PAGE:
3 Ways to Improve Child Behavior Through Using Rewards

How many times have you wondered should I reward my child? Or maybe you have even wondered should I even be rewarding my child’s behavior? These are the ongoing questions we parents face. I have come up with a few basics that I use to determine if rewards are appropriate for my child behavior program or not.

First rule of thumb for an effective child behavior program is to determine what child behaviors you are looking to change. Is it acting  out or is it establishing new behaviors? Let me give you an example of each. Acting out – screaming and yelling in the grocery store; new behavior – a consistent, self–started study time each night.

Once you have determined the child behavior you are working with, you are then able to make a decision on whether to reward or not. For me it is simple, acting out – No! That is just rewarding bad behavior. Setting up new behavior, including acting appropriately in the store, rewards can be a definite plus.

So let’s go over how I implement a reward system:

  1. Determine the reward. You can figure out what reward works best for you and your child by just looking at what they like to do or maybe favorite treats. If you are not sure, ask them. Now know that rewards can be as simple as a pat on the back or elaborate as a new video game. I just feel it should be in line with what the new behavior is.
  2. Determine the length of time. I have been told that a habit takes 30 days to establish. And I use this as one of my measurements for length of time. If it is a long term behavior, like study skills or cleaning their room or behaving in public, I set up a reward for each time the activity occurs up to 1 month and then have a final reward at the end, usually an outing together or something less monetary and more relational.  I remember using this when potty training. If it is a temporary behavior, like a school project or short term chore, I do something more like after they have completed the daily requirement for that activity give them 15 minutes on their video game. I don’t reward at the end as I believe the feeling of accomplishment and resulting self esteem of seeing a job completed is the reward. Of course, they get an “atta boy”!
  3. Open communication. I do not make this process a mystery to my child. I explain how it will work and my expectations when the rewards are finished. This would be something along the lines of “at the end of 30 days of studying every night at 7, you will have added good study habits and perseverance to your tools of becoming a successful adult. This tool will have lifelong rewards.” As for the above acting out example, if you tell them you are going to work on being appropriate in public (always good for the long term!) and set up the rewards before instead of in the middle of the screaming fit, you are letting them know that you reward good behavior and not bad.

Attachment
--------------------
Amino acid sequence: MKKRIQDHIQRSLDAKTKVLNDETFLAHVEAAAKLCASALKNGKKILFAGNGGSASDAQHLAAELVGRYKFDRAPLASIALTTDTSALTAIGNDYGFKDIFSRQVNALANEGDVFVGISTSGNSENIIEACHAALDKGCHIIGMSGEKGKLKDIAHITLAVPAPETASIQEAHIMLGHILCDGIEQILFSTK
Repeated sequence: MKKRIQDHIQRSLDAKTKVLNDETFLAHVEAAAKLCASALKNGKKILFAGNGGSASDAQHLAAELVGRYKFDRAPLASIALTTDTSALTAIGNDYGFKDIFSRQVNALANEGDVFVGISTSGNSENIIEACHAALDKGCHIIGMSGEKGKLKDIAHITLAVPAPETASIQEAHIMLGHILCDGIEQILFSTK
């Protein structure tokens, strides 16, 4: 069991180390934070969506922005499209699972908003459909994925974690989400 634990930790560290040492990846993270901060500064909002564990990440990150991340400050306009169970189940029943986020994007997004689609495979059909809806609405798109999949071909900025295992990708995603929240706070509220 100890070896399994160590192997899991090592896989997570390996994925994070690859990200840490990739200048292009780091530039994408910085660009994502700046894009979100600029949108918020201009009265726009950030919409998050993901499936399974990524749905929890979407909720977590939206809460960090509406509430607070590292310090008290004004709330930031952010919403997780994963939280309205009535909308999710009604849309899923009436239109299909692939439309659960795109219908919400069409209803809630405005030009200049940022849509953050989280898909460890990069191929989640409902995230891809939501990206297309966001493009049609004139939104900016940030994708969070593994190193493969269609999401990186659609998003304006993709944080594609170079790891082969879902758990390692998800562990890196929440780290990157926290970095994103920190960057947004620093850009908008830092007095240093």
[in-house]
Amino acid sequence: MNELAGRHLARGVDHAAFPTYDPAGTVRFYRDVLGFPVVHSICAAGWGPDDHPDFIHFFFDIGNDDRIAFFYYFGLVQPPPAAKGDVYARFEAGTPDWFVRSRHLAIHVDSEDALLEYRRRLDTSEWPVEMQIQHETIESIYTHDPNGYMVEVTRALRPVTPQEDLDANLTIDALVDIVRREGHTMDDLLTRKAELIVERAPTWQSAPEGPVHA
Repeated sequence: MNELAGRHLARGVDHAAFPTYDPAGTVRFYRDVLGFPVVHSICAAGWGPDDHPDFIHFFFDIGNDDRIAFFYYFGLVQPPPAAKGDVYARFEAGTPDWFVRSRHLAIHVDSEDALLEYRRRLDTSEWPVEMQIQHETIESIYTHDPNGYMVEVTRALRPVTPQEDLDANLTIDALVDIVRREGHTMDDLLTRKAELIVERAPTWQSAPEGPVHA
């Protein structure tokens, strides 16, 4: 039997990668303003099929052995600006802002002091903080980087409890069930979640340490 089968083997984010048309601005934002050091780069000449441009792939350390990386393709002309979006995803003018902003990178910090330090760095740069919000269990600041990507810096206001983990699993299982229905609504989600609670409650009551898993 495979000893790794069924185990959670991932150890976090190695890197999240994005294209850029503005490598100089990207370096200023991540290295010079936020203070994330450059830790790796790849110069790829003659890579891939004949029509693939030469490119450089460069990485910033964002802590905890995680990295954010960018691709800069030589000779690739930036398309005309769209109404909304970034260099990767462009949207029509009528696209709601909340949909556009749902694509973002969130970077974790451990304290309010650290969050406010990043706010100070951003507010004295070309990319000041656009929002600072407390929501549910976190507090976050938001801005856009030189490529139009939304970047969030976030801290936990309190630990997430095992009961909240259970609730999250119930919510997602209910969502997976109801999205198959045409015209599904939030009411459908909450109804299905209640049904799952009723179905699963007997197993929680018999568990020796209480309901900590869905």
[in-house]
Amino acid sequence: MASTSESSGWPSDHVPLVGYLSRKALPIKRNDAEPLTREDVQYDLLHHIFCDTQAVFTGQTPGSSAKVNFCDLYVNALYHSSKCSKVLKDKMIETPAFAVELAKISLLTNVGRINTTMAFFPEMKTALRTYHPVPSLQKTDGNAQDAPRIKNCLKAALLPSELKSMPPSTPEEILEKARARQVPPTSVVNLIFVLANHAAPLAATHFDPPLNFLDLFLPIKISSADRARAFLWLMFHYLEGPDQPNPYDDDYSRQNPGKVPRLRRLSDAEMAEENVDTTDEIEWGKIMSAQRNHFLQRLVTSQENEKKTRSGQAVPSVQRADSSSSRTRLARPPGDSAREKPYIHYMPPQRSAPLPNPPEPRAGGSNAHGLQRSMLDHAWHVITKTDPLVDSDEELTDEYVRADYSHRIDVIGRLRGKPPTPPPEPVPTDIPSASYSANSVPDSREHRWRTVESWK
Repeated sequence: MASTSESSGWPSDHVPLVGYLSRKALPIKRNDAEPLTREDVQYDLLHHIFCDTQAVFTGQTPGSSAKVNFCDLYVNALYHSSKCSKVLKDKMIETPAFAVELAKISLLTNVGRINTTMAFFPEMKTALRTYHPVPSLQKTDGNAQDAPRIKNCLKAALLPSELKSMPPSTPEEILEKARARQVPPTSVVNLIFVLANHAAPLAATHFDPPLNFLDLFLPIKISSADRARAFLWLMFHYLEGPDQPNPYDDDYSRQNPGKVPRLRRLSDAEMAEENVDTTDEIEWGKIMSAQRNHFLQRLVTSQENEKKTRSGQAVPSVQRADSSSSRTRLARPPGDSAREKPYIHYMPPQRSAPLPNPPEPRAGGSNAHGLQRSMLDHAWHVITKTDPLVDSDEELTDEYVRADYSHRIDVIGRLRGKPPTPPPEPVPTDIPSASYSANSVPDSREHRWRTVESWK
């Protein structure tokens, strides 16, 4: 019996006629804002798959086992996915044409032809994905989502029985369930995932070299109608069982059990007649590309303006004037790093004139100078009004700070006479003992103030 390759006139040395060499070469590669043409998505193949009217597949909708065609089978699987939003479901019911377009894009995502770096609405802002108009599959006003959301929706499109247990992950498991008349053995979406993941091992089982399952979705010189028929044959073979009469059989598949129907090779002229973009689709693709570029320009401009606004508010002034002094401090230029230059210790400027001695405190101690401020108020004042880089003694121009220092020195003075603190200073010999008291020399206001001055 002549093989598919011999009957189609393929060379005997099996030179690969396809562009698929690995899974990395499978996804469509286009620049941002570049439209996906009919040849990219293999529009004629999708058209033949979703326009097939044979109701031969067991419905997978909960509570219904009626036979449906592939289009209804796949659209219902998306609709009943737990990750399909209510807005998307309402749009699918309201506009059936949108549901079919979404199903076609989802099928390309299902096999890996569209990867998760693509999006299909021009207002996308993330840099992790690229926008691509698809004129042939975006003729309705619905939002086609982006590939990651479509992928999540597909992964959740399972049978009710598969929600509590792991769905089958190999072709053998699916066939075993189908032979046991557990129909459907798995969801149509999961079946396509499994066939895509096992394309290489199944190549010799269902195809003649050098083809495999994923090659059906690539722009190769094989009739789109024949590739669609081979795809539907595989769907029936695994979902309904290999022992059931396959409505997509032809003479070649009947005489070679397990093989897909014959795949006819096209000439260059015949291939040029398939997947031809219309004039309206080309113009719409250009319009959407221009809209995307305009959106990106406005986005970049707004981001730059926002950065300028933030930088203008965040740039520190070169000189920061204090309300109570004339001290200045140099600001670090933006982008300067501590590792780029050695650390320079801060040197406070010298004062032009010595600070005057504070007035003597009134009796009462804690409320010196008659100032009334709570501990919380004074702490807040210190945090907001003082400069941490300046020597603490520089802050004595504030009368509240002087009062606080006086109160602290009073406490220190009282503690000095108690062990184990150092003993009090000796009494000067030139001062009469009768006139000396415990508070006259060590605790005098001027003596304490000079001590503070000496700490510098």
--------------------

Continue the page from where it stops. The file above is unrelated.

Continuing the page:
Changing or establishing good child behavior is an ongoing and evolving process. This is just one way to help with that. Please note, I do not believe rewarding is bribing as rewarding is a short term process.

Do you have questions on your child behavior program?

For many more tips and techniques to deal with child behavior problem’s, check out The Total Transformation. It’s one of the best child behavior programs I’ve ever seen – it worked for our family, I’m sure it can work for yours!

Comments

  1. Your good ideas are good and easy to do.

    I give parents 80 fun rewards to help their kids choose the rewards they like. All of the rewards are non-material. Each of them is an activity to have fun with their parents.

    I agree with you that you must set up rewards before the middle of a screaming fit.

    I also agree that rewards are not bribing because bribing is rewarding someone to do something wrong.

  2. Jean I would love for a copy of those rewards that you recommend to parents.

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